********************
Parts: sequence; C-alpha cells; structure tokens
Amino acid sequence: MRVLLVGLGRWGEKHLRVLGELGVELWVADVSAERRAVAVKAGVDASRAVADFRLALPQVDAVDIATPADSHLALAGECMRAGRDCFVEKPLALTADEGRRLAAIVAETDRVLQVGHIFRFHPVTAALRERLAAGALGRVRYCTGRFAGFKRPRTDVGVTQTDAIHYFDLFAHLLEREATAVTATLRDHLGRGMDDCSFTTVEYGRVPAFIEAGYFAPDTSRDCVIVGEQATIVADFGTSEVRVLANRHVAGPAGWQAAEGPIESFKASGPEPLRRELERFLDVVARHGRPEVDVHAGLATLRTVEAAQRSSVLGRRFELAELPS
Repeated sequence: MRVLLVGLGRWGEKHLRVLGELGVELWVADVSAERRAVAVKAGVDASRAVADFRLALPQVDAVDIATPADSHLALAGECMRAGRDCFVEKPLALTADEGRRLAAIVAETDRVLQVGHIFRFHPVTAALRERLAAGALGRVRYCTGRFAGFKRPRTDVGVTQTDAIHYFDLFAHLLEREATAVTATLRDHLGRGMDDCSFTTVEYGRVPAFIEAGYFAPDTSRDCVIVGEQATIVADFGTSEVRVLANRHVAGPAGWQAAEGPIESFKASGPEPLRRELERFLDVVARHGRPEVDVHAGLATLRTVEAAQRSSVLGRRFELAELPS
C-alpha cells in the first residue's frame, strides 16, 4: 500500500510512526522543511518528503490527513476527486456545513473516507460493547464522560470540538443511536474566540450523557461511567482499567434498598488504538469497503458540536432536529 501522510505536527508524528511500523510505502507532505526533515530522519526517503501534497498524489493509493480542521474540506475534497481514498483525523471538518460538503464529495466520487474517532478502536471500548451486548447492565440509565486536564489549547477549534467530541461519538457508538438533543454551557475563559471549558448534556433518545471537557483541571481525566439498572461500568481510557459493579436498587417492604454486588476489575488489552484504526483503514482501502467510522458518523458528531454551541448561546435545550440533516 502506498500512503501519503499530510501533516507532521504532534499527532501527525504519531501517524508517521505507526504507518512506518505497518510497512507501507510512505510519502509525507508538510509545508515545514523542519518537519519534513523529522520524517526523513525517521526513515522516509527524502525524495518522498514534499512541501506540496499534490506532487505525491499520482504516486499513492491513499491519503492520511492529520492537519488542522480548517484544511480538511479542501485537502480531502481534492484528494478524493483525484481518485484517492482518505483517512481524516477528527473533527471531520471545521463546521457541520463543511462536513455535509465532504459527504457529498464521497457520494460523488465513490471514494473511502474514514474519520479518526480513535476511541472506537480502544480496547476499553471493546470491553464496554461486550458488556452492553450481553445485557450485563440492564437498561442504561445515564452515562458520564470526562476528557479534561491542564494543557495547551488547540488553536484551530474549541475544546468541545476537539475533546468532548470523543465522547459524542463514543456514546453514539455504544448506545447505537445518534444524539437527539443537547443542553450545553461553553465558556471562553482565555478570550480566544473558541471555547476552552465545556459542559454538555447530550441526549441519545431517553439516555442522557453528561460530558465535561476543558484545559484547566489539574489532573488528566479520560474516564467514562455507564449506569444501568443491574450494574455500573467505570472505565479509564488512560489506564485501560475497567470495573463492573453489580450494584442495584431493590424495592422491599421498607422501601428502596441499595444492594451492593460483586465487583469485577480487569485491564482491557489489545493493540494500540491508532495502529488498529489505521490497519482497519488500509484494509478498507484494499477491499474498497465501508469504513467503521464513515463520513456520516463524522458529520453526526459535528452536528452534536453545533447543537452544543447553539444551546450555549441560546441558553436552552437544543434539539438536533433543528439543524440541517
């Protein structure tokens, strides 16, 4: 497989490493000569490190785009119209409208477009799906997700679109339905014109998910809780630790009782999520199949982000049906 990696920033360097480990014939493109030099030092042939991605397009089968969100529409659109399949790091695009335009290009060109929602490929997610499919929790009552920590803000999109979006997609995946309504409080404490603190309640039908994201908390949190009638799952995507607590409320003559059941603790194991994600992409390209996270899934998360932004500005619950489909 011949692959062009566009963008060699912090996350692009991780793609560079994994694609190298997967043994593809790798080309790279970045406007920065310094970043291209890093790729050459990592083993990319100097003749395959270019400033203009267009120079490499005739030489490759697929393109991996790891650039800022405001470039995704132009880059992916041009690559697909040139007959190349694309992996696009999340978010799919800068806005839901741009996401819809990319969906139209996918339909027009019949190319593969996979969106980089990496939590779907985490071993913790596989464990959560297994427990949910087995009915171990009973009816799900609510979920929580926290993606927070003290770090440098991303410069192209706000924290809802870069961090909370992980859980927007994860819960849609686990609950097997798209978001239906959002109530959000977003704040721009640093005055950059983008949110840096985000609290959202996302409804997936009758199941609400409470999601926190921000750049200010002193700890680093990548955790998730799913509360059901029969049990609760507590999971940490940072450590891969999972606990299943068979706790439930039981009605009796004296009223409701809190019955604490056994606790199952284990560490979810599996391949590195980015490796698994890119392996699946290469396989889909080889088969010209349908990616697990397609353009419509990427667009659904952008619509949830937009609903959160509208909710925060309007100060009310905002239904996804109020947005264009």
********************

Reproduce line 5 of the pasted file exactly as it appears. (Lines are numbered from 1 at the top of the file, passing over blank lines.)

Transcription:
């Protein structure tokens, strides 16, 4: 497989490493000569490190785009119209409208477009799906997700679109339905014109998910809780630790009782999520199949982000049906 990696920033360097480990014939493109030099030092042939991605397009089968969100529409659109399949790091695009335009290009060109929602490929997610499919929790009552920590803000999109979006997609995946309504409080404490603190309640039908994201908390949190009638799952995507607590409320003559059941603790194991994600992409390209996270899934998360932004500005619950489909 011949692959062009566009963008060699912090996350692009991780793609560079994994694609190298997967043994593809790798080309790279970045406007920065310094970043291209890093790729050459990592083993990319100097003749395959270019400033203009267009120079490499005739030489490759697929393109991996790891650039800022405001470039995704132009880059992916041009690559697909040139007959190349694309992996696009999340978010799919800068806005839901741009996401819809990319969906139209996918339909027009019949190319593969996979969106980089990496939590779907985490071993913790596989464990959560297994427990949910087995009915171990009973009816799900609510979920929580926290993606927070003290770090440098991303410069192209706000924290809802870069961090909370992980859980927007994860819960849609686990609950097997798209978001239906959002109530959000977003704040721009640093005055950059983008949110840096985000609290959202996302409804997936009758199941609400409470999601926190921000750049200010002193700890680093990548955790998730799913509360059901029969049990609760507590999971940490940072450590891969999972606990299943068979706790439930039981009605009796004296009223409701809190019955604490056994606790199952284990560490979810599996391949590195980015490796698994890119392996699946290469396989889909080889088969010209349908990616697990397609353009419509990427667009659904952008619509949830937009609903959160509208909710925060309007100060009310905002239904996804109020947005264009």